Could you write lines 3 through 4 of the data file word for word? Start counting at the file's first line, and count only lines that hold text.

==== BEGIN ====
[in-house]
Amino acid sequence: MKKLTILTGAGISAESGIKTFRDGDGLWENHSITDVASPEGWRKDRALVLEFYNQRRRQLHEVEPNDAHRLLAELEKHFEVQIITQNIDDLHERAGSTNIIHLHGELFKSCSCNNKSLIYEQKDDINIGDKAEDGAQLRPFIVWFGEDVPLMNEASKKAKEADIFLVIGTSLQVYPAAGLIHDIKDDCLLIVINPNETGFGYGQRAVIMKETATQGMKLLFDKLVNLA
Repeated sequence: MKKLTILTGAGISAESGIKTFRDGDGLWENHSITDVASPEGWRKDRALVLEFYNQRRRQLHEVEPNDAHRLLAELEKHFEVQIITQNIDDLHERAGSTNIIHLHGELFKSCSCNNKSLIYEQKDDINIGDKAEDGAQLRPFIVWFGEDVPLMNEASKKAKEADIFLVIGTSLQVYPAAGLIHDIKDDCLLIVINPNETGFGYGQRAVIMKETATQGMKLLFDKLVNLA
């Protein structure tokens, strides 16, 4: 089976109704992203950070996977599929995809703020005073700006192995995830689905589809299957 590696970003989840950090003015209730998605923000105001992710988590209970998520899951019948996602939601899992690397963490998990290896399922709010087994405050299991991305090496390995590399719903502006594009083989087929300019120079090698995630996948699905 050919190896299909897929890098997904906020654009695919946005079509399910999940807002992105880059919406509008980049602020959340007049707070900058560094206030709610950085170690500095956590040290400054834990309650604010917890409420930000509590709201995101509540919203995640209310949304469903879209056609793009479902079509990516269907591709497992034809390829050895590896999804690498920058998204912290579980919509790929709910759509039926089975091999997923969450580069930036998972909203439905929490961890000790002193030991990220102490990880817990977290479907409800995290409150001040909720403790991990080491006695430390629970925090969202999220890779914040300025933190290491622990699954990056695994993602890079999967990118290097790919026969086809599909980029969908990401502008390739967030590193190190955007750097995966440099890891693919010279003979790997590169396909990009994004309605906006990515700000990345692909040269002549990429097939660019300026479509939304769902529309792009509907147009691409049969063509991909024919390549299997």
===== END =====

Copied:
Repeated sequence: MKKLTILTGAGISAESGIKTFRDGDGLWENHSITDVASPEGWRKDRALVLEFYNQRRRQLHEVEPNDAHRLLAELEKHFEVQIITQNIDDLHERAGSTNIIHLHGELFKSCSCNNKSLIYEQKDDINIGDKAEDGAQLRPFIVWFGEDVPLMNEASKKAKEADIFLVIGTSLQVYPAAGLIHDIKDDCLLIVINPNETGFGYGQRAVIMKETATQGMKLLFDKLVNLA
């Protein structure tokens, strides 16, 4: 089976109704992203950070996977599929995809703020005073700006192995995830689905589809299957 590696970003989840950090003015209730998605923000105001992710988590209970998520899951019948996602939601899992690397963490998990290896399922709010087994405050299991991305090496390995590399719903502006594009083989087929300019120079090698995630996948699905 050919190896299909897929890098997904906020654009695919946005079509399910999940807002992105880059919406509008980049602020959340007049707070900058560094206030709610950085170690500095956590040290400054834990309650604010917890409420930000509590709201995101509540919203995640209310949304469903879209056609793009479902079509990516269907591709497992034809390829050895590896999804690498920058998204912290579980919509790929709910759509039926089975091999997923969450580069930036998972909203439905929490961890000790002193030991990220102490990880817990977290479907409800995290409150001040909720403790991990080491006695430390629970925090969202999220890779914040300025933190290491622990699954990056695994993602890079999967990118290097790919026969086809599909980029969908990401502008390739967030590193190190955007750097995966440099890891693919010279003979790997590169396909990009994004309605906006990515700000990345692909040269002549990429097939660019300026479509939304769902529309792009509907147009691409049969063509991909024919390549299997």